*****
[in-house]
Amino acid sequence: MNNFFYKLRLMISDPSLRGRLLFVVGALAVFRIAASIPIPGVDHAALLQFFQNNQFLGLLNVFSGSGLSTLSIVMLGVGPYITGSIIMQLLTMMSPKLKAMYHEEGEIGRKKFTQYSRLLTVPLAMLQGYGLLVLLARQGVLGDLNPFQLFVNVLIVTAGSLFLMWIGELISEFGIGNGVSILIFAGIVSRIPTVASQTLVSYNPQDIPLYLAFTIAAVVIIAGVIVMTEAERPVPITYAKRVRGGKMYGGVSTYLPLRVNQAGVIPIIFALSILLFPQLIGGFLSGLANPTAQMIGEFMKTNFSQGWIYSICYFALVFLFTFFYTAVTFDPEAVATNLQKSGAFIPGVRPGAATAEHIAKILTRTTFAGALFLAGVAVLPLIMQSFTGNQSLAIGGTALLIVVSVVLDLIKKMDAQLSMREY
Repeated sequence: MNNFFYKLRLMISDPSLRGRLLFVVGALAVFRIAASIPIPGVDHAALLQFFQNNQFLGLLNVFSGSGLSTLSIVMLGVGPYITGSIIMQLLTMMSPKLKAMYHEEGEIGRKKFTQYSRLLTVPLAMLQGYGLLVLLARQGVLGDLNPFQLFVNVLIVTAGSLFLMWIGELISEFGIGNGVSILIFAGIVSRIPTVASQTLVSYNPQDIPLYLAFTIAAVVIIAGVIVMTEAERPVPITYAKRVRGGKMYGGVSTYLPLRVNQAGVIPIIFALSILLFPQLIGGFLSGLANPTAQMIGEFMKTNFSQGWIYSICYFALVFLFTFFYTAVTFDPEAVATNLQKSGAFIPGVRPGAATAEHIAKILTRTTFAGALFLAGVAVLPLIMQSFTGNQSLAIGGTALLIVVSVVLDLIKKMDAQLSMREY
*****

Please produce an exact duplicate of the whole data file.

[in-house]
Amino acid sequence: MNNFFYKLRLMISDPSLRGRLLFVVGALAVFRIAASIPIPGVDHAALLQFFQNNQFLGLLNVFSGSGLSTLSIVMLGVGPYITGSIIMQLLTMMSPKLKAMYHEEGEIGRKKFTQYSRLLTVPLAMLQGYGLLVLLARQGVLGDLNPFQLFVNVLIVTAGSLFLMWIGELISEFGIGNGVSILIFAGIVSRIPTVASQTLVSYNPQDIPLYLAFTIAAVVIIAGVIVMTEAERPVPITYAKRVRGGKMYGGVSTYLPLRVNQAGVIPIIFALSILLFPQLIGGFLSGLANPTAQMIGEFMKTNFSQGWIYSICYFALVFLFTFFYTAVTFDPEAVATNLQKSGAFIPGVRPGAATAEHIAKILTRTTFAGALFLAGVAVLPLIMQSFTGNQSLAIGGTALLIVVSVVLDLIKKMDAQLSMREY
Repeated sequence: MNNFFYKLRLMISDPSLRGRLLFVVGALAVFRIAASIPIPGVDHAALLQFFQNNQFLGLLNVFSGSGLSTLSIVMLGVGPYITGSIIMQLLTMMSPKLKAMYHEEGEIGRKKFTQYSRLLTVPLAMLQGYGLLVLLARQGVLGDLNPFQLFVNVLIVTAGSLFLMWIGELISEFGIGNGVSILIFAGIVSRIPTVASQTLVSYNPQDIPLYLAFTIAAVVIIAGVIVMTEAERPVPITYAKRVRGGKMYGGVSTYLPLRVNQAGVIPIIFALSILLFPQLIGGFLSGLANPTAQMIGEFMKTNFSQGWIYSICYFALVFLFTFFYTAVTFDPEAVATNLQKSGAFIPGVRPGAATAEHIAKILTRTTFAGALFLAGVAVLPLIMQSFTGNQSLAIGGTALLIVVSVVLDLIKKMDAQLSMREY